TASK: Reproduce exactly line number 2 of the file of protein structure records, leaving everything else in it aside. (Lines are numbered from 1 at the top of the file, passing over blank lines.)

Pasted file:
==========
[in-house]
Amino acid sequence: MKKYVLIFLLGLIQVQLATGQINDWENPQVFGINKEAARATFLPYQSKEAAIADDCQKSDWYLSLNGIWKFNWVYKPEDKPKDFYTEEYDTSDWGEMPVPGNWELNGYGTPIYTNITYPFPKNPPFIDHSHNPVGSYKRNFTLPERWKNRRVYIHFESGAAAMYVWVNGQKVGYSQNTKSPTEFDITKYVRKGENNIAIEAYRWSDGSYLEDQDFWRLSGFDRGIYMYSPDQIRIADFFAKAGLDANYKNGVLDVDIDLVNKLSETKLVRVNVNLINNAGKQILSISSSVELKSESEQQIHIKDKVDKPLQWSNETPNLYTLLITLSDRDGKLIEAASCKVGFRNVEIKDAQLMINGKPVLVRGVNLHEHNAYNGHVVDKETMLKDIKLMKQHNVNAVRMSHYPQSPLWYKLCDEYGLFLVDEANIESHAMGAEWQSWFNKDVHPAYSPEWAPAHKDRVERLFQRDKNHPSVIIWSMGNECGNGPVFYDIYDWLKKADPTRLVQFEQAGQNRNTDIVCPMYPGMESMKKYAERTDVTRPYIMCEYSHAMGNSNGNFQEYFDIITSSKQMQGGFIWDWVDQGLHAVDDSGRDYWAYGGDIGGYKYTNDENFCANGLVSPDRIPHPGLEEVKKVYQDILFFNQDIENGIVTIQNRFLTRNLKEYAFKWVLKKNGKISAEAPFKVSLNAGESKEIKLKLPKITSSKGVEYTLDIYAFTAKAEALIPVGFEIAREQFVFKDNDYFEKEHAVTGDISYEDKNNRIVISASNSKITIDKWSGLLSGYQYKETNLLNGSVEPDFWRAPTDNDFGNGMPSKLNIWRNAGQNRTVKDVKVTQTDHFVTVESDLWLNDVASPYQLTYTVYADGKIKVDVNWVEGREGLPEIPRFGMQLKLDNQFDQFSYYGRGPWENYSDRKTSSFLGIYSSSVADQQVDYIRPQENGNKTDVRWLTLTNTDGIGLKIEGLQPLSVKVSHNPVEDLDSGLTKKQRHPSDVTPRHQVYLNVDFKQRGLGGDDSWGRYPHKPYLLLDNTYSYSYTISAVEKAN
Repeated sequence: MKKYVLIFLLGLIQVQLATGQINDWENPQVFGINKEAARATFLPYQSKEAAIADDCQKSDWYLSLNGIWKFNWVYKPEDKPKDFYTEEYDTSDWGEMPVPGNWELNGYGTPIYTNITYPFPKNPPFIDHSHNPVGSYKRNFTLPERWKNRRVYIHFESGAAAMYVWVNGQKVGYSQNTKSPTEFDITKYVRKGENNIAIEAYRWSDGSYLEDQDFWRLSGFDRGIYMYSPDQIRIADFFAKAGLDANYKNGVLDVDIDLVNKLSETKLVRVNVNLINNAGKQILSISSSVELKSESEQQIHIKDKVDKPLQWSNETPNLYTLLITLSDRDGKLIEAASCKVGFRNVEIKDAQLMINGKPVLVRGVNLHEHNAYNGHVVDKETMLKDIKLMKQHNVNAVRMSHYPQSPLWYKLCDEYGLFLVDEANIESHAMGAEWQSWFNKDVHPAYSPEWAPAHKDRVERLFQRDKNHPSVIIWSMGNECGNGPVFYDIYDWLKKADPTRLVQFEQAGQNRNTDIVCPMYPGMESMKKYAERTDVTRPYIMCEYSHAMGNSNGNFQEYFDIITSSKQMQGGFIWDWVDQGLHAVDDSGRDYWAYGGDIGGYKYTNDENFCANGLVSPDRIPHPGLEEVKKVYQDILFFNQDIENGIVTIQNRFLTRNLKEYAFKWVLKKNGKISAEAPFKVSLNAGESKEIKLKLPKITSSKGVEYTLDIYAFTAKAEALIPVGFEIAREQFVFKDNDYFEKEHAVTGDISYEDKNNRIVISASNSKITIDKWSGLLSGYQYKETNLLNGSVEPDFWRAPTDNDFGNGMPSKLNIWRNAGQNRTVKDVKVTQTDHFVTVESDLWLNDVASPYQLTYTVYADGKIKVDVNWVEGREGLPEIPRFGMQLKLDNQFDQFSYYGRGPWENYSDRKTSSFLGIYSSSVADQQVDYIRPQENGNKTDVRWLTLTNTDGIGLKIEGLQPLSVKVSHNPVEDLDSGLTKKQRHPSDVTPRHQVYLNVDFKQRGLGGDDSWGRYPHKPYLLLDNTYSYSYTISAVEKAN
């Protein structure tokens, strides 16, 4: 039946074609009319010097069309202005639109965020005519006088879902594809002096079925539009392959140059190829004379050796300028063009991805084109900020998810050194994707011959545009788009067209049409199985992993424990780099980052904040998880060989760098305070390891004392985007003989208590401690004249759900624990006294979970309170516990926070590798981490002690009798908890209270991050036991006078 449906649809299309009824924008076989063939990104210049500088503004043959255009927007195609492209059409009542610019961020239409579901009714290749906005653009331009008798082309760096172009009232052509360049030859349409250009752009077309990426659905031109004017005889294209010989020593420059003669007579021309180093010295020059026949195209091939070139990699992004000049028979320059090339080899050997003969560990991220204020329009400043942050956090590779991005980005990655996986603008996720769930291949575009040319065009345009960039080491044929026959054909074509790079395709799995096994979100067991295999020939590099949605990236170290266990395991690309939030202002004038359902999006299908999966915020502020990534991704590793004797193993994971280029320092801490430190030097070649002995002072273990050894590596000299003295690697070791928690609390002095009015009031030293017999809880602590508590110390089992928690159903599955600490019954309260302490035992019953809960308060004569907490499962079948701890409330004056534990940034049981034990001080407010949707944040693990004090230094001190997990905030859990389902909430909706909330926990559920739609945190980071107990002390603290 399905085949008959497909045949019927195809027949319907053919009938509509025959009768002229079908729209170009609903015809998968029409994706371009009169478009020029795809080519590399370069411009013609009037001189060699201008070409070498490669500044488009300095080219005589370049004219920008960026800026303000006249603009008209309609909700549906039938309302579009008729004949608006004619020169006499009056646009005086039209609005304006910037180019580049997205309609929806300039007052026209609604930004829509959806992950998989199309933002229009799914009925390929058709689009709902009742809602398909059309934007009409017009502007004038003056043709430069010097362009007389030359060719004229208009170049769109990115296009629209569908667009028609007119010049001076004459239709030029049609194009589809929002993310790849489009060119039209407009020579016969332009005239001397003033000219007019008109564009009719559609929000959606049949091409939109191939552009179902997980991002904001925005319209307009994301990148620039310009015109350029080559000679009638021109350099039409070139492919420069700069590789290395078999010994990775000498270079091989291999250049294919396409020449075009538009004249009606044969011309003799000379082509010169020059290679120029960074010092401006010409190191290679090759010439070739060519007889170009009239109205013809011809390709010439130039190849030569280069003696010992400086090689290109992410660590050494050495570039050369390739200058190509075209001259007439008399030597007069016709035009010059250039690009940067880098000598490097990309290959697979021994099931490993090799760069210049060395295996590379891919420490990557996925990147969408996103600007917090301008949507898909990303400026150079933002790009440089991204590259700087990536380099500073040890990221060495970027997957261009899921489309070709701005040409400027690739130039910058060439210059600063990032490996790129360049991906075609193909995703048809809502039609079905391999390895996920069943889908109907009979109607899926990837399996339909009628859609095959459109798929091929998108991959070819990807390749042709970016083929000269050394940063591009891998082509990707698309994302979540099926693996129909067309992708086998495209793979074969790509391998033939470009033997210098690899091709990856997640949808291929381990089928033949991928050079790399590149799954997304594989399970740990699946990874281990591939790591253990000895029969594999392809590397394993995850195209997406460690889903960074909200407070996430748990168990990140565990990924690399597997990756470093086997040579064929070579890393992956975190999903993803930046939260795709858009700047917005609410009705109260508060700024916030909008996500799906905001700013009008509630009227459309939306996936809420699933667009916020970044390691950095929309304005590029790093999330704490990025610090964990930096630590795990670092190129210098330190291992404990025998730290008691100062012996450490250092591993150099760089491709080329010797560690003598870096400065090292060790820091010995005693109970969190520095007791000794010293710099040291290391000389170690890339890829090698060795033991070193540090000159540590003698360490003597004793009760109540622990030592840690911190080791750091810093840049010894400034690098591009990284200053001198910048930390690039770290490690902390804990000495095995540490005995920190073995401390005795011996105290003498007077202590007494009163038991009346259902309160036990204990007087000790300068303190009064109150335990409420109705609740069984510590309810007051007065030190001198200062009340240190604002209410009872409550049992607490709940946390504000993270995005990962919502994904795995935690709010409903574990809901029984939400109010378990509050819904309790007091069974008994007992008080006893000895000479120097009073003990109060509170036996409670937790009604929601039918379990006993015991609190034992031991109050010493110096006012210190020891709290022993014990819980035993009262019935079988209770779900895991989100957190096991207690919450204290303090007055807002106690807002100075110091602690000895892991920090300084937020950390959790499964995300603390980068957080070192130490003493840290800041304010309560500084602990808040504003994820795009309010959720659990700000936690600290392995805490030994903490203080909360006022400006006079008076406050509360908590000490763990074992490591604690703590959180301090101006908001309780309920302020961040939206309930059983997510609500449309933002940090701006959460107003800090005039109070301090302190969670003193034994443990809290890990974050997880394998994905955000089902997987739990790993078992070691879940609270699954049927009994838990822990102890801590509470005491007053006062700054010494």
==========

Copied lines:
Amino acid sequence: MKKYVLIFLLGLIQVQLATGQINDWENPQVFGINKEAARATFLPYQSKEAAIADDCQKSDWYLSLNGIWKFNWVYKPEDKPKDFYTEEYDTSDWGEMPVPGNWELNGYGTPIYTNITYPFPKNPPFIDHSHNPVGSYKRNFTLPERWKNRRVYIHFESGAAAMYVWVNGQKVGYSQNTKSPTEFDITKYVRKGENNIAIEAYRWSDGSYLEDQDFWRLSGFDRGIYMYSPDQIRIADFFAKAGLDANYKNGVLDVDIDLVNKLSETKLVRVNVNLINNAGKQILSISSSVELKSESEQQIHIKDKVDKPLQWSNETPNLYTLLITLSDRDGKLIEAASCKVGFRNVEIKDAQLMINGKPVLVRGVNLHEHNAYNGHVVDKETMLKDIKLMKQHNVNAVRMSHYPQSPLWYKLCDEYGLFLVDEANIESHAMGAEWQSWFNKDVHPAYSPEWAPAHKDRVERLFQRDKNHPSVIIWSMGNECGNGPVFYDIYDWLKKADPTRLVQFEQAGQNRNTDIVCPMYPGMESMKKYAERTDVTRPYIMCEYSHAMGNSNGNFQEYFDIITSSKQMQGGFIWDWVDQGLHAVDDSGRDYWAYGGDIGGYKYTNDENFCANGLVSPDRIPHPGLEEVKKVYQDILFFNQDIENGIVTIQNRFLTRNLKEYAFKWVLKKNGKISAEAPFKVSLNAGESKEIKLKLPKITSSKGVEYTLDIYAFTAKAEALIPVGFEIAREQFVFKDNDYFEKEHAVTGDISYEDKNNRIVISASNSKITIDKWSGLLSGYQYKETNLLNGSVEPDFWRAPTDNDFGNGMPSKLNIWRNAGQNRTVKDVKVTQTDHFVTVESDLWLNDVASPYQLTYTVYADGKIKVDVNWVEGREGLPEIPRFGMQLKLDNQFDQFSYYGRGPWENYSDRKTSSFLGIYSSSVADQQVDYIRPQENGNKTDVRWLTLTNTDGIGLKIEGLQPLSVKVSHNPVEDLDSGLTKKQRHPSDVTPRHQVYLNVDFKQRGLGGDDSWGRYPHKPYLLLDNTYSYSYTISAVEKAN